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Bone & Joint Open
Vol. 3, Issue 1 | Pages 4 - 11
3 Jan 2022
Argyrou C Tzefronis D Sarantis M Kateros K Poultsides L Macheras GA


There is evidence that morbidly obese patients have more intra- and postoperative complications and poorer outcomes when undergoing total hip arthroplasty (THA) with the direct anterior approach (DAA). The aim of this study was to determine the efficacy of DAA for THA, and compare the complications and outcomes of morbidly obese patients with nonobese patients.


Morbidly obese patients (n = 86), with BMI ≥ 40 kg/m2 who underwent DAA THA at our institution between September 2010 and December 2017, were matched to 172 patients with BMI < 30 kg/m2. Data regarding demographics, set-up and operating time, blood loss, radiological assessment, Harris Hip Score (HHS), International Hip Outcome Tool (12-items), reoperation rate, and complications at two years postoperatively were retrospectively analyzed.

The Journal of Bone & Joint Surgery British Volume
Vol. 90-B, Issue 5 | Pages 584 - 591
1 May 2008
Karachalios T Giotikas D Roidis N Poultsides L Bargiotas K Malizos KN

We report the clinical and radiological results of a two- to three-year prospective randomised study which was designed to compare a minimally-invasive technique with a standard technique in total knee replacement and was undertaken between January 2004 and May 2007. The mini-midvastus approach was used on 50 patients (group A) and a standard approach on 50 patients (group B). The mean follow-up in both groups was 23 months (24 to 35).

The functional outcome was better in group A up to nine months after operation, as shown by statistically significant differences in the mean function score, mean total score and the mean Oxford knee score (all, p = 0.05). Patients in group A had statistically significant greater early flexion (p = 0.04) and reached their greatest mean knee flexion of 126.5° (95° to 135°) 21 days after operation. However, at final follow-up there was no significant difference in the mean maximum flexion between the groups (p = 0.08). Technical errors were identified in six patients from group A (12%) on radiological evaluation.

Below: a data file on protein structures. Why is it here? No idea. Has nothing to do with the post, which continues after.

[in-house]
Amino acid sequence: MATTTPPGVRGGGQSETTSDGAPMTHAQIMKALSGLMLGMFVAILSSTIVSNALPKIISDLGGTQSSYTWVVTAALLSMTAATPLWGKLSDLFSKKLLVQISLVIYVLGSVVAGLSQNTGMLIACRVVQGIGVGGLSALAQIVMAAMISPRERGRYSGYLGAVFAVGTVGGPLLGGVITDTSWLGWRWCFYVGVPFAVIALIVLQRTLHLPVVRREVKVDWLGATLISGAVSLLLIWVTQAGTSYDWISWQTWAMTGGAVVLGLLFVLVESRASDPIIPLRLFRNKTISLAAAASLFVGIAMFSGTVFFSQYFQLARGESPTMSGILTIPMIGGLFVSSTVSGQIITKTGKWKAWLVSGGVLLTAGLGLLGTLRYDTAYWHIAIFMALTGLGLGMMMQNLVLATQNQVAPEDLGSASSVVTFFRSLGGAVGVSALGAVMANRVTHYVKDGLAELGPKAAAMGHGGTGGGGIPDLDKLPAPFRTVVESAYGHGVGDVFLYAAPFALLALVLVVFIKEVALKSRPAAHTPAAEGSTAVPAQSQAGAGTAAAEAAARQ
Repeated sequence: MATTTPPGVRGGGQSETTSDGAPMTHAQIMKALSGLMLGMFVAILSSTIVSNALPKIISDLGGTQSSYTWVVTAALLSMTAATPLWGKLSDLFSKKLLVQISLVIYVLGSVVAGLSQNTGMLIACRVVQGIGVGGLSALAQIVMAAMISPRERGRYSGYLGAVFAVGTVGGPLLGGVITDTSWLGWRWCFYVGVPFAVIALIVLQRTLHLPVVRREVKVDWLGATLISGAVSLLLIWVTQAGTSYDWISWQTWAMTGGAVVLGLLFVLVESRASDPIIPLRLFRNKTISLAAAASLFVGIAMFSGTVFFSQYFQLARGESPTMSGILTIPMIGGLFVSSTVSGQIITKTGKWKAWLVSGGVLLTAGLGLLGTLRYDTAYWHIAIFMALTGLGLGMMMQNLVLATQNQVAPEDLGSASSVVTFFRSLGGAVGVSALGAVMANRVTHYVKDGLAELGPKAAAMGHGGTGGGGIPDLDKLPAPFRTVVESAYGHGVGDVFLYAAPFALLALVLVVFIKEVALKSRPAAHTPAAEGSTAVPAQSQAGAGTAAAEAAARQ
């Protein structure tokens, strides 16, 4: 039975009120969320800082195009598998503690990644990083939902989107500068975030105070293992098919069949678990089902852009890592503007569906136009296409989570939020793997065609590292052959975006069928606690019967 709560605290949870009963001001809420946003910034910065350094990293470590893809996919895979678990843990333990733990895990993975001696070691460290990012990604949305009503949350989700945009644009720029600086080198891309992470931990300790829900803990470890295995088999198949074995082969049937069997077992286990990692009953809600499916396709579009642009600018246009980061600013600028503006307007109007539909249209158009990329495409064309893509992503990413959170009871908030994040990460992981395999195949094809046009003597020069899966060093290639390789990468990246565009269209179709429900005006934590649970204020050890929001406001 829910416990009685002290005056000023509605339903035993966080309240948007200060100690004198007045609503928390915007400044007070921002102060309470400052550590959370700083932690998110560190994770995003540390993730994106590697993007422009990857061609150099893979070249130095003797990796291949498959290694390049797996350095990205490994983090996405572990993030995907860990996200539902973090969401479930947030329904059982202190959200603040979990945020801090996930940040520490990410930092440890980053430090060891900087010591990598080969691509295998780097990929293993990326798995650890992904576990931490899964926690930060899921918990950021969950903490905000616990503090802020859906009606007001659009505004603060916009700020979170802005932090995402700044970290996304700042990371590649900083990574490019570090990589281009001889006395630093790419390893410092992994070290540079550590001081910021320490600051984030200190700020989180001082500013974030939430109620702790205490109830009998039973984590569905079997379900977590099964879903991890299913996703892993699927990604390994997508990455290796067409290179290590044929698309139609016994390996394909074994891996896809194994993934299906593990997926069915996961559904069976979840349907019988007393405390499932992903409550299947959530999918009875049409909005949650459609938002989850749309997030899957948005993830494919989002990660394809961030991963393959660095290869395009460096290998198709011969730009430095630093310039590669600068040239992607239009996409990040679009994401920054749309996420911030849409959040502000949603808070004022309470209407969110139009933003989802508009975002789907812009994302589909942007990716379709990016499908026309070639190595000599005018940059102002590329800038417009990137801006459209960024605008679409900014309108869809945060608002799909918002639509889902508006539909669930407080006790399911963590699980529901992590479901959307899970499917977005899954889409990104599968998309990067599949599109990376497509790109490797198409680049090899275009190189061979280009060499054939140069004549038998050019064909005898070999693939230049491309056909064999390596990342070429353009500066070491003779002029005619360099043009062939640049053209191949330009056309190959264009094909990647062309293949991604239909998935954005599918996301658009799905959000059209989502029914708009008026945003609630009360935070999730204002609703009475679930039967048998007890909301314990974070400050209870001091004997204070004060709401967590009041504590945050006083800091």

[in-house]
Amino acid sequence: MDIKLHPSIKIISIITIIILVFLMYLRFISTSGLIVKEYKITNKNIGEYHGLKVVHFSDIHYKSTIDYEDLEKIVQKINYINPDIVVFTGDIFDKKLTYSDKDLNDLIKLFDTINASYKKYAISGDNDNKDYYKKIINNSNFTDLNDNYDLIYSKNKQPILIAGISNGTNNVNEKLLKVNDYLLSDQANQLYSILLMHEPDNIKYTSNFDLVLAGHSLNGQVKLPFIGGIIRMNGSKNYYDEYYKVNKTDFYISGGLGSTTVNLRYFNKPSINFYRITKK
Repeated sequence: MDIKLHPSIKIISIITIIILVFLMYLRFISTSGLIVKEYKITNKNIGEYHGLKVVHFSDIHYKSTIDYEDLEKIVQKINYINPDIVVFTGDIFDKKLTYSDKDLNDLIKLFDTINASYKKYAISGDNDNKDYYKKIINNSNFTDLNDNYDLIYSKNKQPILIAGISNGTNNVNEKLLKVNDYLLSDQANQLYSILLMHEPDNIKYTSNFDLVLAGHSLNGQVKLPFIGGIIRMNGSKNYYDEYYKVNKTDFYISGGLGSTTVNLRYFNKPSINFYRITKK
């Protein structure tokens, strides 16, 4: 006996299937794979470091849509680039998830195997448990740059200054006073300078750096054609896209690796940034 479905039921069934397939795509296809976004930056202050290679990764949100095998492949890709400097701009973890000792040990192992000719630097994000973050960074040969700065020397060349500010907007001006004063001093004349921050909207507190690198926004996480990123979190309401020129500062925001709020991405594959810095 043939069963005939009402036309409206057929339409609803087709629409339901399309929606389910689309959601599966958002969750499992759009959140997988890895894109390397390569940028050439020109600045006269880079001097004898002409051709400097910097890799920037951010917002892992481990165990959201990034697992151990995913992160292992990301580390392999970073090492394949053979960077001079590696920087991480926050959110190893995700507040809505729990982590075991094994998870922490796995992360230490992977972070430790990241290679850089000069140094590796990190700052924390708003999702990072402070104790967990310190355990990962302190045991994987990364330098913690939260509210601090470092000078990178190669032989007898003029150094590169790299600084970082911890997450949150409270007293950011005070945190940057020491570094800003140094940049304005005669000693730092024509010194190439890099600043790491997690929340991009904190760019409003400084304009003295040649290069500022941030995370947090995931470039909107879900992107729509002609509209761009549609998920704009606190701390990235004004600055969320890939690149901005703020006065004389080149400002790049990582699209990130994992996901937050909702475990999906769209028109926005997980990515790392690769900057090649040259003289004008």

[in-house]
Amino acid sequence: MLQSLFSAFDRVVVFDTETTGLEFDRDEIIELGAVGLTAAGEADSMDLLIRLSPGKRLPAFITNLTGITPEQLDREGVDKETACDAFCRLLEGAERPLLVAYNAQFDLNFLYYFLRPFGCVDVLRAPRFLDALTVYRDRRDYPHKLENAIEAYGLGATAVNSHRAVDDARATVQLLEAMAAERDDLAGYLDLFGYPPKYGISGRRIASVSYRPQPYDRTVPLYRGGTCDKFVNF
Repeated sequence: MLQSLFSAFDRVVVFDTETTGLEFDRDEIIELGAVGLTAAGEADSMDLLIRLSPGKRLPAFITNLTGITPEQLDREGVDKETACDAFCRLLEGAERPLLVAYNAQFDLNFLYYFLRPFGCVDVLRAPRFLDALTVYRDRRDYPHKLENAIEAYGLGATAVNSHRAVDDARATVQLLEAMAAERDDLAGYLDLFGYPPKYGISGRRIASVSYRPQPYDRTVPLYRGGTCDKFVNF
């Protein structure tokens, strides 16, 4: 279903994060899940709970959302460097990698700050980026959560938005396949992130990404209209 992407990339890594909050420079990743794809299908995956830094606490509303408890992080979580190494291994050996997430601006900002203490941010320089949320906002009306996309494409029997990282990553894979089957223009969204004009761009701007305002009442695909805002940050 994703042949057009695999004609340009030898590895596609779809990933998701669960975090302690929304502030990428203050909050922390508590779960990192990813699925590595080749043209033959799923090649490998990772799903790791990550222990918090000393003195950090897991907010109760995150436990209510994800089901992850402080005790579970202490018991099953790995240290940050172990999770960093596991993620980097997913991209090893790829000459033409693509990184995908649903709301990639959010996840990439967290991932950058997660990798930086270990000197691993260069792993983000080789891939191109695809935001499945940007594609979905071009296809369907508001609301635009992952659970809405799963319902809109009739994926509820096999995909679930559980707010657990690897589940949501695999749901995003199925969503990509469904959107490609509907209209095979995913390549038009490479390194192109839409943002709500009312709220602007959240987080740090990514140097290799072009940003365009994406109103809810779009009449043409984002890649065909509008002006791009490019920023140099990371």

Based on these results, the authors currently use minimally-invasive techniques in total knee replacement in selected cases only.

The Journal of Bone & Joint Surgery British Volume
Vol. 89-B, Issue 9 | Pages 1253 - 1260
1 Sep 2007
Karachalios T Boursinos L Poultsides L Khaldi L Malizos KN

We have evaluated the effect of the short-term administration of low therapeutic doses of modern COX-2 inhibitors on the healing of fractures.

A total of 40 adult male New Zealand rabbits were divided into five groups. A mid-diaphyseal osteotomy of the right ulna was performed and either normal saline, prednisolone, indometacin, meloxicam or rofecoxib was administered for five days. Radiological, biomechanical and histomorphometric evaluation was performed at six weeks.

In the group in which the highly selective anti-COX-2 agent, rofecoxib, was used the incidence of radiologically-incomplete union was similar to that in the control group. All the biomechanical parameters were statistically significantly lower in both the prednisolone and indometacin (p = 0.01) and in the meloxicam (p = 0.04) groups compared with the control group. Only the fracture load values were found to be statistically significantly lower (p = 0.05) in the rofecoxib group. Histomorphometric parameters were adversely affected in all groups with the specimens of the rofecoxib group showing the least negative effect.

Our findings indicated that the short-term administration of low therapeutic doses of a highly selective COX-2 inhibitor had a minor negative effect on bone healing.